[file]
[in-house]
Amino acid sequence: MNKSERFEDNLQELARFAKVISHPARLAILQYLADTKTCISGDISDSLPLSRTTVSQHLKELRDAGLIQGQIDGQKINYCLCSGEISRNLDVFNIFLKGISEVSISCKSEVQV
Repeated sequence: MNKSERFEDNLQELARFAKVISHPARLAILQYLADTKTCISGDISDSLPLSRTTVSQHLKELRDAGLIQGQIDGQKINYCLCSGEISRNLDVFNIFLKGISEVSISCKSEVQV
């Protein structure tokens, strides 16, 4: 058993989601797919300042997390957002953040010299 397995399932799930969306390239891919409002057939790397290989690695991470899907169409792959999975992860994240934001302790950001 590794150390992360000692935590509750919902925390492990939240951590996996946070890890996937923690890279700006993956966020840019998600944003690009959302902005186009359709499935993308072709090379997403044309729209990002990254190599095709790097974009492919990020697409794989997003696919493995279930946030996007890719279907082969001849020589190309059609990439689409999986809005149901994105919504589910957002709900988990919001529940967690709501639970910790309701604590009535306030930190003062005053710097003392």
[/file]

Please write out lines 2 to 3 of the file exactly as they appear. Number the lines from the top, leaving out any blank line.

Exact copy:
Amino acid sequence: MNKSERFEDNLQELARFAKVISHPARLAILQYLADTKTCISGDISDSLPLSRTTVSQHLKELRDAGLIQGQIDGQKINYCLCSGEISRNLDVFNIFLKGISEVSISCKSEVQV
Repeated sequence: MNKSERFEDNLQELARFAKVISHPARLAILQYLADTKTCISGDISDSLPLSRTTVSQHLKELRDAGLIQGQIDGQKINYCLCSGEISRNLDVFNIFLKGISEVSISCKSEVQV